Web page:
Summit opens amid tight security
CHICAGO (PAN): The two-day NATO summit began in the US city of Chicago on Sunday afternoon, with plans for ending the war in Afghanistan and preserving achievements of the past decade high on the agenda.
As heads of state arrived at McCormick Place at 1:30pm amid tight security, NATO Secretary General Anders Fogh rasmussen and US President Obama made opening remarks. The participants are to discuss ways of meeting the 2014 withdrawal deadline for ISAF’s combat soldiers.
Iraq Veterans Against the War planned a day of protests before joining musician Tom Morello at the Petrillo Band shell for a concert in Grant Park. The event will be followed by a rally and march.
Gearing up for their largest demonstration, thousands of protestors gathered at Grant Park and planned to march to the lakeside convention centre, where the world leaders have already arrived.
Late on Saturday, anti-war protestors blamed police for running down a demonstrator with a van. But the authorities said the vehicle’s driver was responding to an attack by the protester.
One of the key issues on the agenda is funding the buildup of Afghan security forces, expected to reach their end-strength of 350,000 by 2015. The cost has been projected at $4 billion annually.
Leaders from 60 countries and international agencies are in Chicago, where they are to ponder over Afghanistan’s future, especially on dicey security matters, and other NATO-related issues.
NATO secretary-general's spokeswoman, Oana Lungescu, told Pajhwok Afghan News approval of $4.1 billion for Afghan security force and ways to preserve achievements of the international community and Afghan government would be discussed.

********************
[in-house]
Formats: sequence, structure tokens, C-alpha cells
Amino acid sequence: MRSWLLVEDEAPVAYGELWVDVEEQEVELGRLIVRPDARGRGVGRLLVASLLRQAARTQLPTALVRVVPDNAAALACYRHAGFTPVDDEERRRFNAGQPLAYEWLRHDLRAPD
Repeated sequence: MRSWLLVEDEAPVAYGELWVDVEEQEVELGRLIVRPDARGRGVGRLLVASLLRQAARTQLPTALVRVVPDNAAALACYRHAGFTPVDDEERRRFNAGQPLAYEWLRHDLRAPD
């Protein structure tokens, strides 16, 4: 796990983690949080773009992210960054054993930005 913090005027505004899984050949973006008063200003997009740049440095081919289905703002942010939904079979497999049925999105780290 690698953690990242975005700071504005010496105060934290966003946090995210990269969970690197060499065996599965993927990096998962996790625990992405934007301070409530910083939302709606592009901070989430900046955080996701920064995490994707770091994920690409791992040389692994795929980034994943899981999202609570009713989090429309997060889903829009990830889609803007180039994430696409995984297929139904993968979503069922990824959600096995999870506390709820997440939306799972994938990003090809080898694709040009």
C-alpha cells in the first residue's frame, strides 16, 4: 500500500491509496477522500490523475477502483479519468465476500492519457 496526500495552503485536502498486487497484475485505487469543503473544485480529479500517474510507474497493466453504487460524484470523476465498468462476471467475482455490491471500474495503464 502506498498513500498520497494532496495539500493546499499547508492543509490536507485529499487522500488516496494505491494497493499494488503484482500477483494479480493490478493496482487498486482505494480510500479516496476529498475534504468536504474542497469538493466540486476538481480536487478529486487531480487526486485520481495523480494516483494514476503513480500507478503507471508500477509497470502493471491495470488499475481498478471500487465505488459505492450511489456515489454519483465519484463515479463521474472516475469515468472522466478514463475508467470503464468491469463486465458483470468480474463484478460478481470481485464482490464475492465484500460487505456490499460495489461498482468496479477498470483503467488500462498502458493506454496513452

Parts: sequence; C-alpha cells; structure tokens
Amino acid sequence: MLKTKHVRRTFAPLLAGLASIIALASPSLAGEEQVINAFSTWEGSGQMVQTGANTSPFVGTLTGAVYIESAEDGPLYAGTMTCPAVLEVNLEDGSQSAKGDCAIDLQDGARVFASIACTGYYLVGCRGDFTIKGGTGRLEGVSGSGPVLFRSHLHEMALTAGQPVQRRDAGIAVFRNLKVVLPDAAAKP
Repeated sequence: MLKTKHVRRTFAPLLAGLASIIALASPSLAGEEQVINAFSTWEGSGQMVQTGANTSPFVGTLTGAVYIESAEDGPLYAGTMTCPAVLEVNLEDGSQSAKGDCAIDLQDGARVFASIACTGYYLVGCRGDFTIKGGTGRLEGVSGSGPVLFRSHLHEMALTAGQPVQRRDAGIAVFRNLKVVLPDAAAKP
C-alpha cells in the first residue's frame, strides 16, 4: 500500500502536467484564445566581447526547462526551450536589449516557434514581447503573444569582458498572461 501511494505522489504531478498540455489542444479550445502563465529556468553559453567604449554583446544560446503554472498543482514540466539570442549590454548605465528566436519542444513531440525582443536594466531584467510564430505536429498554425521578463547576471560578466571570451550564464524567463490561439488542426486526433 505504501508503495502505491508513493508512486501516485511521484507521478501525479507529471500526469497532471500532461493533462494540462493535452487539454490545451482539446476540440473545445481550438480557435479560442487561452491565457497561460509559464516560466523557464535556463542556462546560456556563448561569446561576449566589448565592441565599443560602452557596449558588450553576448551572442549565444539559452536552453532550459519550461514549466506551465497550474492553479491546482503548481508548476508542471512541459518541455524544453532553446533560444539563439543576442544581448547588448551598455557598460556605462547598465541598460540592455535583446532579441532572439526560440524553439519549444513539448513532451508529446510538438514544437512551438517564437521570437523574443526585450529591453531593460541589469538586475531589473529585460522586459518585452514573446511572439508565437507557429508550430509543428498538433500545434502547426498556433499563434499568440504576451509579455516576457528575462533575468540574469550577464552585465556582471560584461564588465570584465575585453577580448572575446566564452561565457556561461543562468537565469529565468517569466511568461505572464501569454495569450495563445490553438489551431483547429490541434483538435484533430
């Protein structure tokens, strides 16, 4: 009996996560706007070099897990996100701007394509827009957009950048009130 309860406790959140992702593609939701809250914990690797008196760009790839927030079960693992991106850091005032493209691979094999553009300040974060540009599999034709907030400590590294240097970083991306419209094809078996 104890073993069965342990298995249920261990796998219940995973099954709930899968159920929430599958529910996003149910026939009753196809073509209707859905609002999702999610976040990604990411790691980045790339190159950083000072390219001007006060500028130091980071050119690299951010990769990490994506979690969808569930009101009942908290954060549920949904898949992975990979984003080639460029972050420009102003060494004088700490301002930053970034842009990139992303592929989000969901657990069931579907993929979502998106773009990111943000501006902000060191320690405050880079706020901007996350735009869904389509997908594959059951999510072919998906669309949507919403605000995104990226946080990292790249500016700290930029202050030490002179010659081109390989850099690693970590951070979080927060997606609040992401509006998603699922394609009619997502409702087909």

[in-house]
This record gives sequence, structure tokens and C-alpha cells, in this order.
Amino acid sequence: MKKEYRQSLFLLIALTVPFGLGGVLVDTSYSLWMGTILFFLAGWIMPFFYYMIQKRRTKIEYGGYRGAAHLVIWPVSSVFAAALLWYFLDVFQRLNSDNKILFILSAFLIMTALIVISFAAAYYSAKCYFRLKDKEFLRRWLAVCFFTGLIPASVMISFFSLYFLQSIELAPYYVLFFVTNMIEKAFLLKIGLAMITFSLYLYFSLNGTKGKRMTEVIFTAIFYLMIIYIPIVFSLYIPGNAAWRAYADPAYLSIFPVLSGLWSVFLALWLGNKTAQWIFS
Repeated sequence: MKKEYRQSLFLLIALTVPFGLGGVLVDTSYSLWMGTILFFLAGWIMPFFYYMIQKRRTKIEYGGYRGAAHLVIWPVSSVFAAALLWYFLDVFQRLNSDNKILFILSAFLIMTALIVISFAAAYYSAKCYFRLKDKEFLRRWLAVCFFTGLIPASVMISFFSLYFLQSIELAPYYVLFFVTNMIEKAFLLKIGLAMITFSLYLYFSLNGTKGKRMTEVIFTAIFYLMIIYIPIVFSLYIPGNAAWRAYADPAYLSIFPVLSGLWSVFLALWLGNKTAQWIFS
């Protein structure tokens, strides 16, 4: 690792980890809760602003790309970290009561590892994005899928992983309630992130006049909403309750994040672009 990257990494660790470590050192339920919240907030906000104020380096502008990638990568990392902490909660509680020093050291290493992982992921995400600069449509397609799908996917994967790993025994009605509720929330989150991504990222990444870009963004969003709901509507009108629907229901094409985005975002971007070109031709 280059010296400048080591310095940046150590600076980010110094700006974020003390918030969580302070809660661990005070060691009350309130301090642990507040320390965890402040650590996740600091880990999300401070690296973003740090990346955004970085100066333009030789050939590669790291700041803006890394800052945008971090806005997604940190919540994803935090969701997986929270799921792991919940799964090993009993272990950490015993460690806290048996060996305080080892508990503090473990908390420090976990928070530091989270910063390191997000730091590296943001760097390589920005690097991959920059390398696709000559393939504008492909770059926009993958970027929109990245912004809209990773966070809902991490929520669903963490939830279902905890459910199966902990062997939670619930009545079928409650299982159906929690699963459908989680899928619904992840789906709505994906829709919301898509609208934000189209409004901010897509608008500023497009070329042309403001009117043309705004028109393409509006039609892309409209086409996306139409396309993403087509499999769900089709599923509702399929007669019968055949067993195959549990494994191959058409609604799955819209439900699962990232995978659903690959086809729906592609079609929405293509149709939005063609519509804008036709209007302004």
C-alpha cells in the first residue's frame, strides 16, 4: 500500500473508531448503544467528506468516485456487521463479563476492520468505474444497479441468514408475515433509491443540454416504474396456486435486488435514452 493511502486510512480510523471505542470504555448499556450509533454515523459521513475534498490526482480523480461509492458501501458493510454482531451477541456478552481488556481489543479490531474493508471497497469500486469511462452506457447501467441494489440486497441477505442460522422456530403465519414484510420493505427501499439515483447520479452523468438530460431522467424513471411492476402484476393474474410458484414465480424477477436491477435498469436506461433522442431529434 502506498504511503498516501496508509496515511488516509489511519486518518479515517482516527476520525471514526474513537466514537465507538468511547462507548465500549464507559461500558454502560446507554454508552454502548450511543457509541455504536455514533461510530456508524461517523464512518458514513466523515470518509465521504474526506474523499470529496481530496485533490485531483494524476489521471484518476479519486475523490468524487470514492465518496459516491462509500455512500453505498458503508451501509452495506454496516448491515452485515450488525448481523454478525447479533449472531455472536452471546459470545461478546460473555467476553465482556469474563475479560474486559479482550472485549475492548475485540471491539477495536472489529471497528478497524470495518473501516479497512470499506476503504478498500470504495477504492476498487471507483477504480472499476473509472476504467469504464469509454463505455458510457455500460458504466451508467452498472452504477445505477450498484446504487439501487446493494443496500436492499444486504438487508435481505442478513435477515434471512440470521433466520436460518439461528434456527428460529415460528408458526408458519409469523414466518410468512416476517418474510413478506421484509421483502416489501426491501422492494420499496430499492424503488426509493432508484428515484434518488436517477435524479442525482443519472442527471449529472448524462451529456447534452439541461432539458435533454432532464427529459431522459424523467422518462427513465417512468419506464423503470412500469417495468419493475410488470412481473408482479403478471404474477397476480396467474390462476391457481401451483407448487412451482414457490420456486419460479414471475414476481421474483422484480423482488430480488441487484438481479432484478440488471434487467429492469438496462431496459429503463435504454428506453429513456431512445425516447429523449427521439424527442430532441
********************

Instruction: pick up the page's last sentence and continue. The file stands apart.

“The biggest-ever two-day summit will confer on issues related to Afghanistan, which will send an explicit massage to Afghans that the international community is standing steadily by its promises and will never leave the country alone,” remarked Lungescu.
Afghan journalist Shafiq Hamdam, billing the meeting as vital to the country’s future, said Afghanistan was once again the focus of the global fraternity. He believed important decisions were going to be taken on stabilising the country.
President Hamid Karzai would meet his American counterpart Barack Obama and several other world leaders on the sidelines of the summit, a member of the Afghan government delegation said. Karzai is also scheduled to hold talks with Pakistan President Asif Ali Zardari.
A day earlier, NATO Secretary General Anders Fogh Rasmussen said they would hold serious talks with President Asif Ali Zardari on dismantling insurgent sanctuaries in Pakistan.
Addressing international youth groups, including those from Afghanistan, Rasmussen said they would pressure Islamabad to destroy militant safe heavens on its soil.
“During the summit, we will discuss with Pakistan’s president the issue and the international community will send Pakistan an open message.”
Without going into the specifics of the message, Rasmussen said insurgents were the enemies of Afghanistan and the world at large, and they ought to be handled collectively.
“We can’t solve the problems in Afghanistan without the positive engagement of Pakistan,” Rasmussen said at a policy forum.“We have to solve these problems,” he said with regard to the militant safe havens.
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